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Do you know how much of your food is genetically modified?

By Jessica Lim
Straits Times
March 14, 2008

Half of corn, canola oil and soya bean sold here are genetically
modified. But most S'poreans don't know as the law here does not require
manufacturers and retailers to label GM foods

THAT soya bean milk drink you had for breakfast could have been made
from genetically modified (GM) beans.
Lots of food in your larder - from nachos to poultry to baby food and
soya milk - could also contain ingredients whose genetic make-up has
been altered in a bid to make them plumper, tastier or resistant to

But it is unlikely that you will ever know.

The reason: Unlike dozens of developed countries around the world,
Singapore does not require manufacturers and retailers to label GM foods.

While the foods have not proven to be unsafe, their sale has sparked
protests from Indonesia to the United States, driven largely by fears
about >the long-term effects of tinkering with Mother Nature.

According to Singapore's Genetic Modification Advisory Committee, about
half of the corn, canola oil and soya bean sold in Singapore are
genetically modified.

Dr Wong Kwok Onn, head of the survey and safety review branch at the
Agri-Food and Veterinary Authority (AVA), said that Singapore's reliance
on imported food means GM foods 'could be anywhere on the market now'.

Consumers, though, have little way of knowing what they are buying.

Singapore laws allow manufacturers and importers to leave out or even
remove labels that would inform consumers they are buying GM foods.

Many companies, Dr Wong said, do just that because they are 'worried
that Singaporeans might not accept them'.

While the issue is a major one around the globe, it is only just gaining
steam here.

No one has complained to Singapore's consumer watchdog about the lack of
labelling, but some shoppers The Straits Times spoke to were concerned
when told that they might be buying GM foods.

Mrs Khairina Mohd, 45, a mother of two, wants labels on such items.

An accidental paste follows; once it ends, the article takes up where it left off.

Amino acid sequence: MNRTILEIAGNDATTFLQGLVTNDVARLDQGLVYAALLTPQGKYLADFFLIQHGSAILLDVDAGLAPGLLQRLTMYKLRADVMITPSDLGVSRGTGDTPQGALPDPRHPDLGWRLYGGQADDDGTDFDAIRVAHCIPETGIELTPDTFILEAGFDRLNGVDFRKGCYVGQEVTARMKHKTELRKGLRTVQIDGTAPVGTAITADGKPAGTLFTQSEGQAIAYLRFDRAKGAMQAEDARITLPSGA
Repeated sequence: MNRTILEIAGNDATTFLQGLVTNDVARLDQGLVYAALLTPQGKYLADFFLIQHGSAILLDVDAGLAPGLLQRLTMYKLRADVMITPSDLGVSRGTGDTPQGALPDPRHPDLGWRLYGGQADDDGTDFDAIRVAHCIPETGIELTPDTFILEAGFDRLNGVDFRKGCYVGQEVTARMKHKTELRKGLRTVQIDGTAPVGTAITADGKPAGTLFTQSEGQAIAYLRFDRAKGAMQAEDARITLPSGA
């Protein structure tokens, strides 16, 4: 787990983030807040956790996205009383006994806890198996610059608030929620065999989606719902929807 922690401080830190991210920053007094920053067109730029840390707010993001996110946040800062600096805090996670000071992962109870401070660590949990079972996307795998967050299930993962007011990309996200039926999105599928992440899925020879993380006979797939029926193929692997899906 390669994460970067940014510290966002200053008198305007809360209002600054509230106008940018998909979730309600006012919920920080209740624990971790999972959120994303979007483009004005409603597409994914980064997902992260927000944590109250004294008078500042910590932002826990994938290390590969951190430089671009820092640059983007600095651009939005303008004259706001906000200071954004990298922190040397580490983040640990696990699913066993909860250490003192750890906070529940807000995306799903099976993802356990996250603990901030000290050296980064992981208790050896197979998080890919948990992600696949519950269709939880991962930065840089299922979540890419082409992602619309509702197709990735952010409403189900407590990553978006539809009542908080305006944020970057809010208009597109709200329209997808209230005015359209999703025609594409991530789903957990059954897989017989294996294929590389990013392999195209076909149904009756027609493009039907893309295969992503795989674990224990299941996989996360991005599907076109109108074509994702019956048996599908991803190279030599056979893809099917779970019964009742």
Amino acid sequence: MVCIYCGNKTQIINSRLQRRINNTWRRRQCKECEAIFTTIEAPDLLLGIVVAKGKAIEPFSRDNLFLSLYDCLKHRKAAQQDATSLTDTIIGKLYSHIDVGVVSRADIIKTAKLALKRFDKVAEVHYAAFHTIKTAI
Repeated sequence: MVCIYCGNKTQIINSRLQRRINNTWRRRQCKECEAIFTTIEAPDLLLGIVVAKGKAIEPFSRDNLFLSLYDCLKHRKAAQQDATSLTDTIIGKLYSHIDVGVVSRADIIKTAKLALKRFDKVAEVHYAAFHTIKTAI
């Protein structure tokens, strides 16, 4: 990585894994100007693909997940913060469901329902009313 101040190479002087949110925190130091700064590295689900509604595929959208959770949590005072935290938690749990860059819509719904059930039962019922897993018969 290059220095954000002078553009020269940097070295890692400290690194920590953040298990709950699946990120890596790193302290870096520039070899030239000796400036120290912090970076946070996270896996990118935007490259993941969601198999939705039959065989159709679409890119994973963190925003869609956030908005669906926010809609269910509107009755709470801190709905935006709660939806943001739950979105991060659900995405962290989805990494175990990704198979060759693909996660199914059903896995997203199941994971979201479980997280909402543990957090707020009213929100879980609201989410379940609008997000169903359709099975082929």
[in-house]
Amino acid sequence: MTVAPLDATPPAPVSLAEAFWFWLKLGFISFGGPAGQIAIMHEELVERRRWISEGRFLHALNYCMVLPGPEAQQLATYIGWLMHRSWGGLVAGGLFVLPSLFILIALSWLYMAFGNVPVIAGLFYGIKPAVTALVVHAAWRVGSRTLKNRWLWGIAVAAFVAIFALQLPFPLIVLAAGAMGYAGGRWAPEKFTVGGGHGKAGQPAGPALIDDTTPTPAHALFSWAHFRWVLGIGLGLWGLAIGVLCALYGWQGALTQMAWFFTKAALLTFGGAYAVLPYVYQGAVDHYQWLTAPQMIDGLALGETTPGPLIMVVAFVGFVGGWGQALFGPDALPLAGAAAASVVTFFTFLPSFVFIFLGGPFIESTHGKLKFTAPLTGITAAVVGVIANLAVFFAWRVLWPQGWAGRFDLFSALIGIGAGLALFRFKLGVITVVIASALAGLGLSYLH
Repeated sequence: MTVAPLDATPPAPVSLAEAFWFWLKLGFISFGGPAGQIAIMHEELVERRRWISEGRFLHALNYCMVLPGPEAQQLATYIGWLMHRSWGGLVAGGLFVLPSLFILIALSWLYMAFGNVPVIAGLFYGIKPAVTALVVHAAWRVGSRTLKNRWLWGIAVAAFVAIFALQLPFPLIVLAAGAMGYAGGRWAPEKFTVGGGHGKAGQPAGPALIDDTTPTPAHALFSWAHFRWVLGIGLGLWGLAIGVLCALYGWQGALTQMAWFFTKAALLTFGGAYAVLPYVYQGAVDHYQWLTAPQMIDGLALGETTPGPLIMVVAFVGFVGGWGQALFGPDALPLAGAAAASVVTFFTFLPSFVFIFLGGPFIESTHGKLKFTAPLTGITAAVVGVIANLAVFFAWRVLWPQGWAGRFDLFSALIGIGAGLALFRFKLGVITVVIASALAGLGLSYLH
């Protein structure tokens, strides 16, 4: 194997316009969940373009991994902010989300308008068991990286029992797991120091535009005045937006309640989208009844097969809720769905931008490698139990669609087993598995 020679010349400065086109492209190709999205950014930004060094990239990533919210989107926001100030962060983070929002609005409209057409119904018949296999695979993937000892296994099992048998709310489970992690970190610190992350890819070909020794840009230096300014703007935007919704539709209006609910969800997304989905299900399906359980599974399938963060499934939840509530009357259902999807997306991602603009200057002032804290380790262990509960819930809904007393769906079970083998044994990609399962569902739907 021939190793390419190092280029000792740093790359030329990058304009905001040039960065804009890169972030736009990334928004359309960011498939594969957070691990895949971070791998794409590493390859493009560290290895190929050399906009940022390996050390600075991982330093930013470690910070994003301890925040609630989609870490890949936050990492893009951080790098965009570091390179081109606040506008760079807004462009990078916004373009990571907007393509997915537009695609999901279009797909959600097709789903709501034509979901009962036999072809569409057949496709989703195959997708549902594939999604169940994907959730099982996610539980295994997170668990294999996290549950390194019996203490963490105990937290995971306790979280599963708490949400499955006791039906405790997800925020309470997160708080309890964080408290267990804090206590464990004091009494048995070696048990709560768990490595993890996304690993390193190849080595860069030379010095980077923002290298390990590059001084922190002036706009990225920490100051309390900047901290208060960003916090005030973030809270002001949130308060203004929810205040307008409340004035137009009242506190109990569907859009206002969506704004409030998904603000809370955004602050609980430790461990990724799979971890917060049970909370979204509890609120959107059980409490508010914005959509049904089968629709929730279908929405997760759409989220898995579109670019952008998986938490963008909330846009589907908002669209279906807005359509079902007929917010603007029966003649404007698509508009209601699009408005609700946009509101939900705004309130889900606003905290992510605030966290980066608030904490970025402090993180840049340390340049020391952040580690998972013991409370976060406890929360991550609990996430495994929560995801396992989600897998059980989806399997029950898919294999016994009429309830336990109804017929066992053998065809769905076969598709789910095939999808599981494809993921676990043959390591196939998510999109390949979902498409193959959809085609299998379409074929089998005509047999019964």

She said: 'Like most other educated Singaporeans, I want to know what I
am putting into my mouth. It's a basic right.'

Mr Daniel Koh, 36, a psychologist, said: 'Just browsing online, I can
tell the issue is getting out of hand globally and there are more GM
foods around.

'We are consumers too, and I would like to know more about the food I am
eating and the long-term effects, if any.'

Although no side effects from eating GM foods have emerged, the
long-term effects of bioengineering have not been completely evaluated,
said Mr Peter Droge, head of genomics and genetics at Nanyang
Technological University.

Still, some Singaporeans couldn't care less if GM foods are labelled.

Businessman Goh Keng Wee, 53, is among them.

He said: 'It does not matter much to me. If it is safe and tastes good,
why should I care?'

Proponents of genetic modification view it as the answer to food
shortages. Yields are higher and less water, energy and fertiliser are
used in the production process, Mr Droge explained.

Currently, 51 countries - including China, Canada and the United States
- produce GM foods.

More than two-thirds of modified American corn, for example, is exported
to Asia and Africa.

Labelling of these foods is compulsory only in the European Union and in
about 30 countries, including Japan and Australia.

It is not compulsory here because of the lack of international consensus
on the labelling of GM foods, said Dr Wong.

However, that could change following a meeting next month of an
international body that sets standards for the food industry, according
to government officials.

limjess@sph. com.sg